New federal Epidemiology and Laboratory Capacity grant will upgrade RI’s public health infrastructure & improve coordination and integration of laboratory with epidemiology and health information systems

WASHINGTON, DC – Today, U.S. Senators Jack Reed and Sheldon Whitehouse and Congressmen Jim Langevin and David Cicilline announced a new $81.7 million federal grant to enable the Rhode Island Department of Health (RIDOH) to build a new public health laboratory facility.

From its current facility on Orms Street in Providence, the RIDOH State Health Laboratories (RISHL) play a critical role in the State’s efforts to investigate and mitigate life-threatening diseases, including COVID-19, as well as other public health threats like Eastern equine encephalitis (EEE), Ebola, H1N1, and Zika.  RISHL also provides important services for State and municipal agencies to ensure the safety of drinking water and food products; monitor pollution of air and water; and aid public safety and criminal investigations through police officer training, DNA testing, and illegal drug identification.

The Orms Street facility was commissioned in 1978 and has become outdated, with insufficient laboratory space, inadequate building systems, and equipment in need of repair.   According to RIDOH, over $500,000 annually is spent in capital expenditures to keep the facility working efficiently. 

Last year, when commercial testing services weren’t yet widely available, insufficient laboratory space limited the number of COVID-19 samples that could be tested at the State Health Laboratories.  In fact, the State’s pandemic response required limited renovation/construction of the facility in order to accommodate processing of thousands of samples for testing. 

In the wake of the COVID-19 pandemic, Senators Reed and Whitehouse and Congressmen Langevin and Cicilline voted to include nearly $50 billion for COVID-19-mitigation and public health infrastructure, such as testing, contact tracing, enhanced genomic sequencing and Epidemiology and Laboratory Capacity grants.  This federal funding may be used to “prevent, prepare for, and respond to coronavirus.”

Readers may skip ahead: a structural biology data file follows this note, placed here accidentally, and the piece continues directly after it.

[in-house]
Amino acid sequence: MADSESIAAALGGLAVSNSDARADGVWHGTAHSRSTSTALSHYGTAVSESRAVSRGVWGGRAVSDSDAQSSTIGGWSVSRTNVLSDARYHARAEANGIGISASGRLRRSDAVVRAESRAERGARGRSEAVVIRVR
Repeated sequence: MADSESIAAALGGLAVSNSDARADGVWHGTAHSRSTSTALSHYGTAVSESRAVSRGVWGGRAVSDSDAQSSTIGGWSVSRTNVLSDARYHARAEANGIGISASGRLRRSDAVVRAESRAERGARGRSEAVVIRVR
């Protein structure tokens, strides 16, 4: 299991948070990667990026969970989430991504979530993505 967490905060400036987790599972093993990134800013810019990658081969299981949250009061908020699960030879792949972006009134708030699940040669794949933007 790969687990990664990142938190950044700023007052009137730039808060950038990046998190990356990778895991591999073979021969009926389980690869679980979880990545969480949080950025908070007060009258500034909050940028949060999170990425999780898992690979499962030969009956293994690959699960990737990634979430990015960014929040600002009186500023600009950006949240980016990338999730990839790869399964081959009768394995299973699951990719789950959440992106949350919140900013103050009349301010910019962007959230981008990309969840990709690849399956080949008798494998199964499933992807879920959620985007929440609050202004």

“COVID-19 revealed a serious gap in our health care infrastructure.  This new federal funding will help Rhode Island bridge that gap and create a new state-of-the-art lab facility for the 21st century.  This is a wise investment in upgrading our public health infrastructure and ensuring that advanced diagnostics tests and other clinical capabilities are readily available here in Rhode Island,” said Senators Reed and Whitehouse and Congressmen Langevin and Cicilline in a joint statement.

The state will receive $81,716,590 to construct a new laboratory building that is expected to be LEED Silver certifiable and contain state-of-the-art equipment.  The new facility will enable RISHL to continue to provide high-quality scientific test results more efficiently through improved workflows, while avoiding the expensive recurring maintenance and allow for spatial flexibility in the event of another pandemic or as new public health initiatives unfold.  

Plans for the facility also call for a newly created section of the RISHL Center for Biological Sciences that will function as a dedicated Genomics Sequencing Core Laboratory. 

Like the State Health Lab on Orms Street that it will replace, the new lab would be categorized as a Level 3 biosafety facility that is equipped to handle dangerous materials, microbes, and pathogens.  

Federal support for the project will be allocated to the state through the Epidemiology and Laboratory Capacity grant funds administered by the U.S. Centers for Disease Control and Prevention (CDC).